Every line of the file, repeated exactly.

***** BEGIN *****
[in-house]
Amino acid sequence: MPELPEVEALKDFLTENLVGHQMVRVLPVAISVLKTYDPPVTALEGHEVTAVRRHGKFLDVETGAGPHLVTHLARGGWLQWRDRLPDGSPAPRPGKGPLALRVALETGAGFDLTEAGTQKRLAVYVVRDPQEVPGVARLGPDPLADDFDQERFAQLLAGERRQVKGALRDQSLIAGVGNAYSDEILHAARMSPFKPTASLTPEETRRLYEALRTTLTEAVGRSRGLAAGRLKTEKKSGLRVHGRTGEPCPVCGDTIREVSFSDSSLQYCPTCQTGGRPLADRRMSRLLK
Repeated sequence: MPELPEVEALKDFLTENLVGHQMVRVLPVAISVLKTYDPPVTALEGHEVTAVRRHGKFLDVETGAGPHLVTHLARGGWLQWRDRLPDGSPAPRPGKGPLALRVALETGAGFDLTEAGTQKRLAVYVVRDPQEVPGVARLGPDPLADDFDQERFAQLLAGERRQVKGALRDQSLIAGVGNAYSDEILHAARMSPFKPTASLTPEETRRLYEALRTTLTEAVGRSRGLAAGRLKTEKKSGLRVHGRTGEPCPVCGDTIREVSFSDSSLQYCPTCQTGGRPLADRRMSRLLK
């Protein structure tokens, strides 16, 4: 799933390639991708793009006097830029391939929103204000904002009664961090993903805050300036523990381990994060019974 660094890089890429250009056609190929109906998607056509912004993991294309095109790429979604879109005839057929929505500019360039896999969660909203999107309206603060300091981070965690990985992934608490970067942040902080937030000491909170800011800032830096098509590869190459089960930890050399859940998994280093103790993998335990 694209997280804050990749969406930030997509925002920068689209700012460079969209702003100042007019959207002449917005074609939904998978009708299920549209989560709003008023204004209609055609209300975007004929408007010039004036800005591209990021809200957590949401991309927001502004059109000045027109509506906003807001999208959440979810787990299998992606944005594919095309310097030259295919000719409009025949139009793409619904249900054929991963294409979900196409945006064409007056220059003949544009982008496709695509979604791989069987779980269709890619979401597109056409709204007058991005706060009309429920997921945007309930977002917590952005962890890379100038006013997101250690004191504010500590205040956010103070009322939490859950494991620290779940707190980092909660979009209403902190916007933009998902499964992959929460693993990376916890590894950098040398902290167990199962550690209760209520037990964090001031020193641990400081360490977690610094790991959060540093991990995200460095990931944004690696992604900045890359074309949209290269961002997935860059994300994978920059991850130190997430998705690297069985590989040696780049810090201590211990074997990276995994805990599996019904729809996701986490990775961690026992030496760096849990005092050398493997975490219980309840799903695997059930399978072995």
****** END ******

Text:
[in-house]
Amino acid sequence: MPELPEVEALKDFLTENLVGHQMVRVLPVAISVLKTYDPPVTALEGHEVTAVRRHGKFLDVETGAGPHLVTHLARGGWLQWRDRLPDGSPAPRPGKGPLALRVALETGAGFDLTEAGTQKRLAVYVVRDPQEVPGVARLGPDPLADDFDQERFAQLLAGERRQVKGALRDQSLIAGVGNAYSDEILHAARMSPFKPTASLTPEETRRLYEALRTTLTEAVGRSRGLAAGRLKTEKKSGLRVHGRTGEPCPVCGDTIREVSFSDSSLQYCPTCQTGGRPLADRRMSRLLK
Repeated sequence: MPELPEVEALKDFLTENLVGHQMVRVLPVAISVLKTYDPPVTALEGHEVTAVRRHGKFLDVETGAGPHLVTHLARGGWLQWRDRLPDGSPAPRPGKGPLALRVALETGAGFDLTEAGTQKRLAVYVVRDPQEVPGVARLGPDPLADDFDQERFAQLLAGERRQVKGALRDQSLIAGVGNAYSDEILHAARMSPFKPTASLTPEETRRLYEALRTTLTEAVGRSRGLAAGRLKTEKKSGLRVHGRTGEPCPVCGDTIREVSFSDSSLQYCPTCQTGGRPLADRRMSRLLK
């Protein structure tokens, strides 16, 4: 799933390639991708793009006097830029391939929103204000904002009664961090993903805050300036523990381990994060019974 660094890089890429250009056609190929109906998607056509912004993991294309095109790429979604879109005839057929929505500019360039896999969660909203999107309206603060300091981070965690990985992934608490970067942040902080937030000491909170800011800032830096098509590869190459089960930890050399859940998994280093103790993998335990 694209997280804050990749969406930030997509925002920068689209700012460079969209702003100042007019959207002449917005074609939904998978009708299920549209989560709003008023204004209609055609209300975007004929408007010039004036800005591209990021809200957590949401991309927001502004059109000045027109509506906003807001999208959440979810787990299998992606944005594919095309310097030259295919000719409009025949139009793409619904249900054929991963294409979900196409945006064409007056220059003949544009982008496709695509979604791989069987779980269709890619979401597109056409709204007058991005706060009309429920997921945007309930977002917590952005962890890379100038006013997101250690004191504010500590205040956010103070009322939490859950494991620290779940707190980092909660979009209403902190916007933009998902499964992959929460693993990376916890590894950098040398902290167990199962550690209760209520037990964090001031020193641990400081360490977690610094790991959060540093991990995200460095990931944004690696992604900045890359074309949209290269961002997935860059994300994978920059991850130190997430998705690297069985590989040696780049810090201590211990074997990276995994805990599996019904729809996701986490990775961690026992030496760096849990005092050398493997975490219980309840799903695997059930399978072995």